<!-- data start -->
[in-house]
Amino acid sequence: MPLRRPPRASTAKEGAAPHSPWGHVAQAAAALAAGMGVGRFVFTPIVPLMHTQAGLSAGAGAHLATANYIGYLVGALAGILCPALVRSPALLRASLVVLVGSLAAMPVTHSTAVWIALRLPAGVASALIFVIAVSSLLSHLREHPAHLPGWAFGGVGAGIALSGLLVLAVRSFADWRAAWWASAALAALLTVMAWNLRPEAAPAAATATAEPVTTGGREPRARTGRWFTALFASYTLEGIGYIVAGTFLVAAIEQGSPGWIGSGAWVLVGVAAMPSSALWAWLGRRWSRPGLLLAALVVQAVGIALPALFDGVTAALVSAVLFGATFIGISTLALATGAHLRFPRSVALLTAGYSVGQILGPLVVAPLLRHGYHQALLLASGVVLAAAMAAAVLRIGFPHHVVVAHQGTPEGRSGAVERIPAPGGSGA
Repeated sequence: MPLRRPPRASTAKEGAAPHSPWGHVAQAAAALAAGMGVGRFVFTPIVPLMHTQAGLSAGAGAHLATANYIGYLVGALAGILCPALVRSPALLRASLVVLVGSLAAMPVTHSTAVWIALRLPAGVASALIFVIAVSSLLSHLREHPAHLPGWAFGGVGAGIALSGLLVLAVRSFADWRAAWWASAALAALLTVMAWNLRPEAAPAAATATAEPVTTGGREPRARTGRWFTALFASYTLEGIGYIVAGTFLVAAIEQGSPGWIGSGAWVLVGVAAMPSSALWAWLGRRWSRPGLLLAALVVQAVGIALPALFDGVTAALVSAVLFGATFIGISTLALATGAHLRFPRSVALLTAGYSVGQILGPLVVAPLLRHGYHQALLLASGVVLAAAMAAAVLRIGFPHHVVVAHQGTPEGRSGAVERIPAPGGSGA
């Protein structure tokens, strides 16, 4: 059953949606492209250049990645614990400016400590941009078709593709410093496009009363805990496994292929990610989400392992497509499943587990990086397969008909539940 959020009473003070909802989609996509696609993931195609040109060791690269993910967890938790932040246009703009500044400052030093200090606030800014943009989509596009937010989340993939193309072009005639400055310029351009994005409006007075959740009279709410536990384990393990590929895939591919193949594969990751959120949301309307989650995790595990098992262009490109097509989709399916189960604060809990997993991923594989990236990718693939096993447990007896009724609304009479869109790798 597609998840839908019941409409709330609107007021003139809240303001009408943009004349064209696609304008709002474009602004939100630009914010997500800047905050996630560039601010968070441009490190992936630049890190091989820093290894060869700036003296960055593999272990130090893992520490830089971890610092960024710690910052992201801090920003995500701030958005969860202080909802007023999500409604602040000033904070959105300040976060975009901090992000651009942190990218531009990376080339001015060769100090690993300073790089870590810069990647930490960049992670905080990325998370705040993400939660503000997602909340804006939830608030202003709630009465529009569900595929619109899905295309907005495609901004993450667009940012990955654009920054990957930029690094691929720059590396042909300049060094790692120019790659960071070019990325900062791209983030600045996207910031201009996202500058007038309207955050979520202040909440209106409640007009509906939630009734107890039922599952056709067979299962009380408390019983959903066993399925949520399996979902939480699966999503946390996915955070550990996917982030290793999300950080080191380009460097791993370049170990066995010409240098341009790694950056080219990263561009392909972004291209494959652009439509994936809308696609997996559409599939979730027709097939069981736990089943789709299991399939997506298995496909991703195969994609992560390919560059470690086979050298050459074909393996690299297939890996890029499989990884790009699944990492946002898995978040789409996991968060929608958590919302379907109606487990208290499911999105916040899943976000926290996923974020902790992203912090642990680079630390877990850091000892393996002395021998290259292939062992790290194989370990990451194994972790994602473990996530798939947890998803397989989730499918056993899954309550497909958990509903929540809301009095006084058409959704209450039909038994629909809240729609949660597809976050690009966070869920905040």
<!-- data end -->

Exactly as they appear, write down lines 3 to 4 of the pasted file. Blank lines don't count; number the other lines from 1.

Repeated sequence: MPLRRPPRASTAKEGAAPHSPWGHVAQAAAALAAGMGVGRFVFTPIVPLMHTQAGLSAGAGAHLATANYIGYLVGALAGILCPALVRSPALLRASLVVLVGSLAAMPVTHSTAVWIALRLPAGVASALIFVIAVSSLLSHLREHPAHLPGWAFGGVGAGIALSGLLVLAVRSFADWRAAWWASAALAALLTVMAWNLRPEAAPAAATATAEPVTTGGREPRARTGRWFTALFASYTLEGIGYIVAGTFLVAAIEQGSPGWIGSGAWVLVGVAAMPSSALWAWLGRRWSRPGLLLAALVVQAVGIALPALFDGVTAALVSAVLFGATFIGISTLALATGAHLRFPRSVALLTAGYSVGQILGPLVVAPLLRHGYHQALLLASGVVLAAAMAAAVLRIGFPHHVVVAHQGTPEGRSGAVERIPAPGGSGA
């Protein structure tokens, strides 16, 4: 059953949606492209250049990645614990400016400590941009078709593709410093496009009363805990496994292929990610989400392992497509499943587990990086397969008909539940 959020009473003070909802989609996509696609993931195609040109060791690269993910967890938790932040246009703009500044400052030093200090606030800014943009989509596009937010989340993939193309072009005639400055310029351009994005409006007075959740009279709410536990384990393990590929895939591919193949594969990751959120949301309307989650995790595990098992262009490109097509989709399916189960604060809990997993991923594989990236990718693939096993447990007896009724609304009479869109790798 597609998840839908019941409409709330609107007021003139809240303001009408943009004349064209696609304008709002474009602004939100630009914010997500800047905050996630560039601010968070441009490190992936630049890190091989820093290894060869700036003296960055593999272990130090893992520490830089971890610092960024710690910052992201801090920003995500701030958005969860202080909802007023999500409604602040000033904070959105300040976060975009901090992000651009942190990218531009990376080339001015060769100090690993300073790089870590810069990647930490960049992670905080990325998370705040993400939660503000997602909340804006939830608030202003709630009465529009569900595929619109899905295309907005495609901004993450667009940012990955654009920054990957930029690094691929720059590396042909300049060094790692120019790659960071070019990325900062791209983030600045996207910031201009996202500058007038309207955050979520202040909440209106409640007009509906939630009734107890039922599952056709067979299962009380408390019983959903066993399925949520399996979902939480699966999503946390996915955070550990996917982030290793999300950080080191380009460097791993370049170990066995010409240098341009790694950056080219990263561009392909972004291209494959652009439509994936809308696609997996559409599939979730027709097939069981736990089943789709299991399939997506298995496909991703195969994609992560390919560059470690086979050298050459074909393996690299297939890996890029499989990884790009699944990492946002898995978040789409996991968060929608958590919302379907109606487990208290499911999105916040899943976000926290996923974020902790992203912090642990680079630390877990850091000892393996002395021998290259292939062992790290194989370990990451194994972790994602473990996530798939947890998803397989989730499918056993899954309550497909958990509903929540809301009095006084058409959704209450039909038994629909809240729609949660597809976050690009966070869920905040």